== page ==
The results of this study suggest a role for oxidative stress in the pathophysiology of fibromyalgia and that LPO in BMCs rather than LPO in plasma is better associated to clinical symptoms in FM.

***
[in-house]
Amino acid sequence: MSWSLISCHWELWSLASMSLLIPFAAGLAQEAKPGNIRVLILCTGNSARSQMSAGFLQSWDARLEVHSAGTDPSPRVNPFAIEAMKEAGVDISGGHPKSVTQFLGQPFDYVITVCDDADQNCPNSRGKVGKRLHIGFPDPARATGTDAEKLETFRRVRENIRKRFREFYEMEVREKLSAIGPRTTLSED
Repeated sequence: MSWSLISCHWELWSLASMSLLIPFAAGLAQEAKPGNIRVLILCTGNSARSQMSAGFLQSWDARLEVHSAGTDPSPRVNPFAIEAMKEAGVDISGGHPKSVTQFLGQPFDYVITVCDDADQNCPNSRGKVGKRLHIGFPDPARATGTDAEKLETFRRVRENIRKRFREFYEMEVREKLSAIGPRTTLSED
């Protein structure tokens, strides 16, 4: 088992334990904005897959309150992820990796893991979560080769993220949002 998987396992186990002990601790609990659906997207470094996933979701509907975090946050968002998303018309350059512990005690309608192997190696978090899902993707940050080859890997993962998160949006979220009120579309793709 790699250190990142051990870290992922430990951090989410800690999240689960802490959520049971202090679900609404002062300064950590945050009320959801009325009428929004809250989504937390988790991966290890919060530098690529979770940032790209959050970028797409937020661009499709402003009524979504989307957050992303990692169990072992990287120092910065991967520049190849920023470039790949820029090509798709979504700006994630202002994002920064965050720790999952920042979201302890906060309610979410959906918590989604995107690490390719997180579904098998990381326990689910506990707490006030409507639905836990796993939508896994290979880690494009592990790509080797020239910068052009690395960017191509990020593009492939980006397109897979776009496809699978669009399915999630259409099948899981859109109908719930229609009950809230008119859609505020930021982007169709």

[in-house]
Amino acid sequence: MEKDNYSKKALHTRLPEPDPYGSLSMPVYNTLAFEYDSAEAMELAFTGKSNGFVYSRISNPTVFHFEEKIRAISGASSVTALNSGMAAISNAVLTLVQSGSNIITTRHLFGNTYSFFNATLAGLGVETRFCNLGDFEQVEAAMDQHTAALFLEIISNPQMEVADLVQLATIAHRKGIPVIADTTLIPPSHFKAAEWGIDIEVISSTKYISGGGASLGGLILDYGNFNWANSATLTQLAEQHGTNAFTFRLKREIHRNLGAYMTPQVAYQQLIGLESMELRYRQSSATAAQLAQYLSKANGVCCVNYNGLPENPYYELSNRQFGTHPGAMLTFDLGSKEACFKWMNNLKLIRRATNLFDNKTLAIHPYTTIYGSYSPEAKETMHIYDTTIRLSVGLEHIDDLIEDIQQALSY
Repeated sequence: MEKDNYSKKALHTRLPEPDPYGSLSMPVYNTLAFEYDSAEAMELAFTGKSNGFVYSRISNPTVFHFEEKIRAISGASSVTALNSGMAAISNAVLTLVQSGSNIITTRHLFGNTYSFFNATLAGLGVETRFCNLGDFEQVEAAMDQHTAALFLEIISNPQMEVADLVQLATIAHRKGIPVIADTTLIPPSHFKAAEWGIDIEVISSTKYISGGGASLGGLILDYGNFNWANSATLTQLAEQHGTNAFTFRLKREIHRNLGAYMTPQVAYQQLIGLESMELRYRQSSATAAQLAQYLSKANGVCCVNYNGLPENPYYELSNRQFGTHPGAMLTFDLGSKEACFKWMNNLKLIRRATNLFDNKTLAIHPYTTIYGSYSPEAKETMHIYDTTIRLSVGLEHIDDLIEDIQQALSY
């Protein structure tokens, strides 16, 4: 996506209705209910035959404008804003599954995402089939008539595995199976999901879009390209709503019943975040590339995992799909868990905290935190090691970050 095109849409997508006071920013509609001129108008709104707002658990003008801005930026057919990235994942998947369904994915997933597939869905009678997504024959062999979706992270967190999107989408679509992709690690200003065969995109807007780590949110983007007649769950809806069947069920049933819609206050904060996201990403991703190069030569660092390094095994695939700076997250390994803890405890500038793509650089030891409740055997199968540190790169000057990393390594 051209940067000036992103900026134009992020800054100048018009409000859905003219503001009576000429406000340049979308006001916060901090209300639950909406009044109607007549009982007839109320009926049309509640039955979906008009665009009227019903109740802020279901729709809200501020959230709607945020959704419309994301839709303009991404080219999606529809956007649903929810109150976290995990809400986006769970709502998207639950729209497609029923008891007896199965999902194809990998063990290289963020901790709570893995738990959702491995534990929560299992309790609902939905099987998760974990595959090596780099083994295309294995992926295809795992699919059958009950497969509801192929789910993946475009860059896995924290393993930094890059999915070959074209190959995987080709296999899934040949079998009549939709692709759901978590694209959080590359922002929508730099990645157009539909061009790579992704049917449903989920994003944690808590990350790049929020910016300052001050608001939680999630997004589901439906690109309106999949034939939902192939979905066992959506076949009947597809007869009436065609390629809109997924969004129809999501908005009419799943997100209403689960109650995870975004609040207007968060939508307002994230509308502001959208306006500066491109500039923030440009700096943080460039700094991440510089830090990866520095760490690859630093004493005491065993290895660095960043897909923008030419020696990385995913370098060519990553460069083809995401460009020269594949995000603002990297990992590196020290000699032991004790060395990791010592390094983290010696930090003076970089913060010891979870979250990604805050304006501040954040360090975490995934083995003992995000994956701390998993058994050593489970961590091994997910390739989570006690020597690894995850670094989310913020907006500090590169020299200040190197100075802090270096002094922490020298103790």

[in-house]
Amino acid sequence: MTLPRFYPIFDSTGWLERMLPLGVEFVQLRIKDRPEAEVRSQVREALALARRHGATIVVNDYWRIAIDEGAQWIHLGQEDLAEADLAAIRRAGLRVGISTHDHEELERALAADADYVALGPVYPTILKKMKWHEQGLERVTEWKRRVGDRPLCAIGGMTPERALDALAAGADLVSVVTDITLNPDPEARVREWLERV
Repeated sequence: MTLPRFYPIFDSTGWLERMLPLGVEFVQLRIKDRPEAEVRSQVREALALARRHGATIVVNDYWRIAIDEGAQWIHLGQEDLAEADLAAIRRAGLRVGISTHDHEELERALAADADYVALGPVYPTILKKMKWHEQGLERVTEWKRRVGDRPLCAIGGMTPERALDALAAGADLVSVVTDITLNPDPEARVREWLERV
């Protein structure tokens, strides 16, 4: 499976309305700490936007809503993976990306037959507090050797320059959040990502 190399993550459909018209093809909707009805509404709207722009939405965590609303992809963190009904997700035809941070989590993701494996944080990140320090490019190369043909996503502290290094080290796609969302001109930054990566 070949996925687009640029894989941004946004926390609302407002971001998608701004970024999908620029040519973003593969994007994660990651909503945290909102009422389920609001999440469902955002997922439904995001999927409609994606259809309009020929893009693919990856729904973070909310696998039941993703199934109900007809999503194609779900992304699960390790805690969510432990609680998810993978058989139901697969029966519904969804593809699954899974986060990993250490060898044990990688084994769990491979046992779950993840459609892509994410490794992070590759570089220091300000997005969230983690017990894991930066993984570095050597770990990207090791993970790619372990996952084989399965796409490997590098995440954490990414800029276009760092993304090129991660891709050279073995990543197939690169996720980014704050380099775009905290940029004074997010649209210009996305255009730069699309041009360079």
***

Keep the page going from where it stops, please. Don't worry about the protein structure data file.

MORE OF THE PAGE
Fibromyalgia (FM) is a common chronic pain syndrome with an unknown etiology, which has been associated to a wide spectrum of symptoms like allodynia, debilitating fatigue, joint stiffness and depression. It is diagnosed according to the classification criteria established by the American College of Rheumatology (ACR) [1]. Despite being a common disorder that affects at least 5 million individuals in the United States [2], its pathogenic mechanism remains elusive. Recently, oxidative stress has been proposed as a relevant event in the pathogenesis of this disorder [3][6]. Previously, our group has detected decreased coenzyme Q10 (CoQ10) levels and increased mitochondrial reactive oxygen species (ROS) production in blood mononuclear cells (BMCs) from FM patients [7], [8]. In addition, we have observed that CoQ10 and α-tocopherol, two lipophilic antioxidants, induced a significant reduction of ROS in BMCs from FM patients. Taken together, these results suggest that ROS are produced in the lipophilic environment of mitochondrial membranes and that CoQ10 deficiency may be involved in oxidative stress in FM [7]. One of the consequences of ROS overproduction is lipid peroxidation (LPO) leading to oxidative destruction of polyunsaturated fatty acids constitutive of cellular membranes and the production of toxic and reactive aldehyde metabolites such as malondialdehyde (MDA) and 4-hydroxynonenal (HNE) [9], [10]. These highly cytotoxic metabolites, produced in relatively large amounts, can diffuse from their site of origin to attack distant targets and form covalent bonds with various molecules [11][13]. Therefore, recognition of lipid peroxidation is of interest, as the deleterious effects of this process might be prevented by administration of scavenging systems or antioxidants. MDA assay is one of the most popular methods for assaying LPO in plasma, serum or cell lysates.